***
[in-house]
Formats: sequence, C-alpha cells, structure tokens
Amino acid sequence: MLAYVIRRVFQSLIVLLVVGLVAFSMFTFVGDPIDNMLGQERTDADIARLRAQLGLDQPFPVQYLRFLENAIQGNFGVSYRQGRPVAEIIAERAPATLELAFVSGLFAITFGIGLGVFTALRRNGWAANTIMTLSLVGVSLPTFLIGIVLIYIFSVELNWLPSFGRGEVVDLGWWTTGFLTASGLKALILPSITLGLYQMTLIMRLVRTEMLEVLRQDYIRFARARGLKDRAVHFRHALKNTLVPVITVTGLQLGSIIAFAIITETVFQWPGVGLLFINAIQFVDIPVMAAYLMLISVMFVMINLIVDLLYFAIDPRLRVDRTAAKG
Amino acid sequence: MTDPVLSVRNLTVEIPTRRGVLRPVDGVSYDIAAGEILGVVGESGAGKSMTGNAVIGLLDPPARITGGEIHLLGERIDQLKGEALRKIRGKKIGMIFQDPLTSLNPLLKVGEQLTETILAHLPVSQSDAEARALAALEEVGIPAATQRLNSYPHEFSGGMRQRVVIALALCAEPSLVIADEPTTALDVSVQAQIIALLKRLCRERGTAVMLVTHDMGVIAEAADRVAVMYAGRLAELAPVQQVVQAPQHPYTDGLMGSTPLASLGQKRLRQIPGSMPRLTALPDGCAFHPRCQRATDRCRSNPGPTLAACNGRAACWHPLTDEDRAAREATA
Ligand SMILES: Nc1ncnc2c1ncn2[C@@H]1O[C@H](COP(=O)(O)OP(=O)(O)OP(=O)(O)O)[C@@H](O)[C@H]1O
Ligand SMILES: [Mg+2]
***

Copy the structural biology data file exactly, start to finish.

[in-house]
Formats: sequence, C-alpha cells, structure tokens
Amino acid sequence: MLAYVIRRVFQSLIVLLVVGLVAFSMFTFVGDPIDNMLGQERTDADIARLRAQLGLDQPFPVQYLRFLENAIQGNFGVSYRQGRPVAEIIAERAPATLELAFVSGLFAITFGIGLGVFTALRRNGWAANTIMTLSLVGVSLPTFLIGIVLIYIFSVELNWLPSFGRGEVVDLGWWTTGFLTASGLKALILPSITLGLYQMTLIMRLVRTEMLEVLRQDYIRFARARGLKDRAVHFRHALKNTLVPVITVTGLQLGSIIAFAIITETVFQWPGVGLLFINAIQFVDIPVMAAYLMLISVMFVMINLIVDLLYFAIDPRLRVDRTAAKG
Amino acid sequence: MTDPVLSVRNLTVEIPTRRGVLRPVDGVSYDIAAGEILGVVGESGAGKSMTGNAVIGLLDPPARITGGEIHLLGERIDQLKGEALRKIRGKKIGMIFQDPLTSLNPLLKVGEQLTETILAHLPVSQSDAEARALAALEEVGIPAATQRLNSYPHEFSGGMRQRVVIALALCAEPSLVIADEPTTALDVSVQAQIIALLKRLCRERGTAVMLVTHDMGVIAEAADRVAVMYAGRLAELAPVQQVVQAPQHPYTDGLMGSTPLASLGQKRLRQIPGSMPRLTALPDGCAFHPRCQRATDRCRSNPGPTLAACNGRAACWHPLTDEDRAAREATA
Ligand SMILES: Nc1ncnc2c1ncn2[C@@H]1O[C@H](COP(=O)(O)OP(=O)(O)OP(=O)(O)O)[C@@H](O)[C@H]1O
Ligand SMILES: [Mg+2]